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The avian heterophil

Kenneth J. Genovese, Haiqi He, Christina L. Swaggerty, Michael H. Kogut
Developmental and comparative immunology 2013 v.41 no.3 pp. 334-340
DNA, birds, chemokines, complement, extracellular matrix, heterophils, histones, hosts, immune response, microorganisms, pathogens, receptors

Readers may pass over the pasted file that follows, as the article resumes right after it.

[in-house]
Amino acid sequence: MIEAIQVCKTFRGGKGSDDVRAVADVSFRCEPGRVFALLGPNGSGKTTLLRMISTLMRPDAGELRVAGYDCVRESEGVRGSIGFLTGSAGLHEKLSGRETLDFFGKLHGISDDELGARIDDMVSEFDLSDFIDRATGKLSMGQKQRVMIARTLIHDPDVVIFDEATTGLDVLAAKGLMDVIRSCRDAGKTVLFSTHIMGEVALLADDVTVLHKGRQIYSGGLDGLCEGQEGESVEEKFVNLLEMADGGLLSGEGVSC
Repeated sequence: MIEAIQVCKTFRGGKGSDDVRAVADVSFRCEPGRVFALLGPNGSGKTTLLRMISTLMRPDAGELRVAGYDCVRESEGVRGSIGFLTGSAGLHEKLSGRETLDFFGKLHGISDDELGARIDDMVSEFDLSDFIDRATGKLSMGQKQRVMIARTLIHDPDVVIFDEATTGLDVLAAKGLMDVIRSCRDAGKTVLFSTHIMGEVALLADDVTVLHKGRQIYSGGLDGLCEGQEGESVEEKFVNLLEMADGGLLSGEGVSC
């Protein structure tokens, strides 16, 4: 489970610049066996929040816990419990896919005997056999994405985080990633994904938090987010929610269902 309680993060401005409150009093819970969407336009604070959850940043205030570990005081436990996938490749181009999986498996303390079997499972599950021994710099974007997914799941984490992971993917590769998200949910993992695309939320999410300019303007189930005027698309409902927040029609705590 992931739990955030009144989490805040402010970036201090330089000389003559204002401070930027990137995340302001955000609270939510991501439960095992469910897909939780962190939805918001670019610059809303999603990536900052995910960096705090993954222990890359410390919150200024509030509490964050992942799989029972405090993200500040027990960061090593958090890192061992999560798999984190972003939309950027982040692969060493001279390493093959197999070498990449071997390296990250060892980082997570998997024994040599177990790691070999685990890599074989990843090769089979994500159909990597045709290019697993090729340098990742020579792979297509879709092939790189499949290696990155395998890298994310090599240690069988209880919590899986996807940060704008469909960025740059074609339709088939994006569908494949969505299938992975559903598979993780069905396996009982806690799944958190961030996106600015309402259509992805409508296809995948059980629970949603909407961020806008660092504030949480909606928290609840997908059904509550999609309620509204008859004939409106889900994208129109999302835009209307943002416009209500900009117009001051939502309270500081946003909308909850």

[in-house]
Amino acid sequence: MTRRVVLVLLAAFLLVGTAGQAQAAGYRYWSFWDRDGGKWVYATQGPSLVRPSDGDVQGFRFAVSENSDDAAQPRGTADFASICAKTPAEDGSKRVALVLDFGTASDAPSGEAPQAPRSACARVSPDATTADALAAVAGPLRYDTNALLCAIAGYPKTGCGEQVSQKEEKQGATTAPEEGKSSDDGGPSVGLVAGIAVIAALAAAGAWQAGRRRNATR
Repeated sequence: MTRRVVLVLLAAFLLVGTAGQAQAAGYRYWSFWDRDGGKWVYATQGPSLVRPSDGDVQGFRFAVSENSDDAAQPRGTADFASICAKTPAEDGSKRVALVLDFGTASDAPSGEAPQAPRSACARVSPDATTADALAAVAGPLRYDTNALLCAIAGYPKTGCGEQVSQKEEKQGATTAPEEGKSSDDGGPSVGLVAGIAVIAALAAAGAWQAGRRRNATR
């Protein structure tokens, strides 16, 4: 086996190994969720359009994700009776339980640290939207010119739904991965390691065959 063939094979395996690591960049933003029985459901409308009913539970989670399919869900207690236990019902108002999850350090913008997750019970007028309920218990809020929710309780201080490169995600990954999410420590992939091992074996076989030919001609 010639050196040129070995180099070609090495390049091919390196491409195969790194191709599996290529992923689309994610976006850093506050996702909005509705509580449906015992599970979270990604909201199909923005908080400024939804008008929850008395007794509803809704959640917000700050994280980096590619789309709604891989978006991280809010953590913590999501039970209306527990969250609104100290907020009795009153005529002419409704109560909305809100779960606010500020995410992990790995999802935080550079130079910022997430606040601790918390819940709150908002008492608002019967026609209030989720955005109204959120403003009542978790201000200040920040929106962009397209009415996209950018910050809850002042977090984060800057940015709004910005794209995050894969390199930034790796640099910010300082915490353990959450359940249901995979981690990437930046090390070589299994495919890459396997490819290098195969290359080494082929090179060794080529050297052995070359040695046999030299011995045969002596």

Heterophils play an indispensable role in the immune defense of the avian host. To accomplish this defense, heterophils use sophisticated mechanisms to both detect and destroy pathogenic microbes. Detection of pathogens through the toll-like receptors (TLR), FC and complement receptors, and other pathogen recognition receptors has been recently described for the avian heterophil. Upon detection of pathogens, the avian heterophil, through a network of intracellular signaling pathways and the release and response to cytokines and chemokines, responds using a repertoire of microbial killing mechanisms including production of an oxidative burst, cellular degranulation, and production of extracellular matrices of DNA and histones (HETs). In this review, the authors describe the recent advances in our understanding of the avian heterophil, its functions, receptors and signaling, identified antimicrobial products, cytokine and chemokine production, and some of the effects of genetic selection on heterophils and their functional characteristics.